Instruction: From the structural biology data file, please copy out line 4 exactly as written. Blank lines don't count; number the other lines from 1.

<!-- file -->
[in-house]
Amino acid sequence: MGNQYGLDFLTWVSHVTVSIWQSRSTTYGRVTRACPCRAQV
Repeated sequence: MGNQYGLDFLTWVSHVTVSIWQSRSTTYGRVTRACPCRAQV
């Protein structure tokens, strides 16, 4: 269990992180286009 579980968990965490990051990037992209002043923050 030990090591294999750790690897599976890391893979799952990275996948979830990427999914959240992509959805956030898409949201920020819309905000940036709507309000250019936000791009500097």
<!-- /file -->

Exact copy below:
């Protein structure tokens, strides 16, 4: 269990992180286009 579980968990965490990051990037992209002043923050 030990090591294999750790690897599976890391893979799952990275996948979830990427999914959240992509959805956030898409949201920020819309905000940036709507309000250019936000791009500097």